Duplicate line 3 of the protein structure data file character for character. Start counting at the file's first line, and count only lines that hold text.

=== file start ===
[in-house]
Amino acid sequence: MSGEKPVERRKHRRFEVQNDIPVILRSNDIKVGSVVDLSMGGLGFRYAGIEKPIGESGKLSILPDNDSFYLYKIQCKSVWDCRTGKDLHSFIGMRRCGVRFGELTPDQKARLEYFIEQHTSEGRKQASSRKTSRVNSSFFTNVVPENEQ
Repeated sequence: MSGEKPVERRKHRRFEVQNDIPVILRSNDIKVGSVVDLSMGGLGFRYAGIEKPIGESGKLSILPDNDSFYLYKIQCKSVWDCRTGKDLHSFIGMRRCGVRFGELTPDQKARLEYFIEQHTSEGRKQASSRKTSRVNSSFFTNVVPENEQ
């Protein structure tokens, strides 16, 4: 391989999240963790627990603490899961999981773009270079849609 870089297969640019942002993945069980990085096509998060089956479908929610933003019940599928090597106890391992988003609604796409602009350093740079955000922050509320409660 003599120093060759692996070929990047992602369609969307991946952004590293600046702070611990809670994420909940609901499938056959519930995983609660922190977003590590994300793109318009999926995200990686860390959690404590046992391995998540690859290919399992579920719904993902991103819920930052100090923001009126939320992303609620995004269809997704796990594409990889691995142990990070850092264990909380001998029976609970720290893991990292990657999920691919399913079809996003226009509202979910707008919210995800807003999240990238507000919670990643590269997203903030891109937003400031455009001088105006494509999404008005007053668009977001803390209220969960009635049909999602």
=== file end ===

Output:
Repeated sequence: MSGEKPVERRKHRRFEVQNDIPVILRSNDIKVGSVVDLSMGGLGFRYAGIEKPIGESGKLSILPDNDSFYLYKIQCKSVWDCRTGKDLHSFIGMRRCGVRFGELTPDQKARLEYFIEQHTSEGRKQASSRKTSRVNSSFFTNVVPENEQ